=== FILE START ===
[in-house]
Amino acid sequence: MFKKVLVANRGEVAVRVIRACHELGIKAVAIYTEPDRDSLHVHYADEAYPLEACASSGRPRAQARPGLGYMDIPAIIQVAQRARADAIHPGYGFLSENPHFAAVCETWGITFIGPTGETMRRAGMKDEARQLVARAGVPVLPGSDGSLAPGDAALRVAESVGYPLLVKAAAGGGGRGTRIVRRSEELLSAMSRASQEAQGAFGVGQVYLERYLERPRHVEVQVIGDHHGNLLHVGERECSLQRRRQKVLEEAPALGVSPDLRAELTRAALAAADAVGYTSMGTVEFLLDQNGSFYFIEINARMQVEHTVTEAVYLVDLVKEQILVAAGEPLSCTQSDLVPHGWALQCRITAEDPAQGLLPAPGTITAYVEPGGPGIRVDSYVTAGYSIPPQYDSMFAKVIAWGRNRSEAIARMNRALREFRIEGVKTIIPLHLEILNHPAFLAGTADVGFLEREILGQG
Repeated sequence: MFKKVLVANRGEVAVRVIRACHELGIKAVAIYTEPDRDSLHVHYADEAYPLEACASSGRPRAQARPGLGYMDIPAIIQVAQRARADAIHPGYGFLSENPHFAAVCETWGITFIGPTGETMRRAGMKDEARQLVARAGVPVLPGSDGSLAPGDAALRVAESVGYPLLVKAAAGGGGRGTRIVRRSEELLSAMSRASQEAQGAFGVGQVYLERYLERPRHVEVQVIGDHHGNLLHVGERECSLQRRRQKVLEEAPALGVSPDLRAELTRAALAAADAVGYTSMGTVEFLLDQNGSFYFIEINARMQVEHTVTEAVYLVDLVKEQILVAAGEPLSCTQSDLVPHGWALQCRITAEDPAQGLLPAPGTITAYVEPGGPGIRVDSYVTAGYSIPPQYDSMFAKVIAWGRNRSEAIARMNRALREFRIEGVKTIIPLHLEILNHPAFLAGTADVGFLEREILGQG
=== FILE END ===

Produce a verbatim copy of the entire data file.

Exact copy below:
[in-house]
Amino acid sequence: MFKKVLVANRGEVAVRVIRACHELGIKAVAIYTEPDRDSLHVHYADEAYPLEACASSGRPRAQARPGLGYMDIPAIIQVAQRARADAIHPGYGFLSENPHFAAVCETWGITFIGPTGETMRRAGMKDEARQLVARAGVPVLPGSDGSLAPGDAALRVAESVGYPLLVKAAAGGGGRGTRIVRRSEELLSAMSRASQEAQGAFGVGQVYLERYLERPRHVEVQVIGDHHGNLLHVGERECSLQRRRQKVLEEAPALGVSPDLRAELTRAALAAADAVGYTSMGTVEFLLDQNGSFYFIEINARMQVEHTVTEAVYLVDLVKEQILVAAGEPLSCTQSDLVPHGWALQCRITAEDPAQGLLPAPGTITAYVEPGGPGIRVDSYVTAGYSIPPQYDSMFAKVIAWGRNRSEAIARMNRALREFRIEGVKTIIPLHLEILNHPAFLAGTADVGFLEREILGQG
Repeated sequence: MFKKVLVANRGEVAVRVIRACHELGIKAVAIYTEPDRDSLHVHYADEAYPLEACASSGRPRAQARPGLGYMDIPAIIQVAQRARADAIHPGYGFLSENPHFAAVCETWGITFIGPTGETMRRAGMKDEARQLVARAGVPVLPGSDGSLAPGDAALRVAESVGYPLLVKAAAGGGGRGTRIVRRSEELLSAMSRASQEAQGAFGVGQVYLERYLERPRHVEVQVIGDHHGNLLHVGERECSLQRRRQKVLEEAPALGVSPDLRAELTRAALAAADAVGYTSMGTVEFLLDQNGSFYFIEINARMQVEHTVTEAVYLVDLVKEQILVAAGEPLSCTQSDLVPHGWALQCRITAEDPAQGLLPAPGTITAYVEPGGPGIRVDSYVTAGYSIPPQYDSMFAKVIAWGRNRSEAIARMNRALREFRIEGVKTIIPLHLEILNHPAFLAGTADVGFLEREILGQG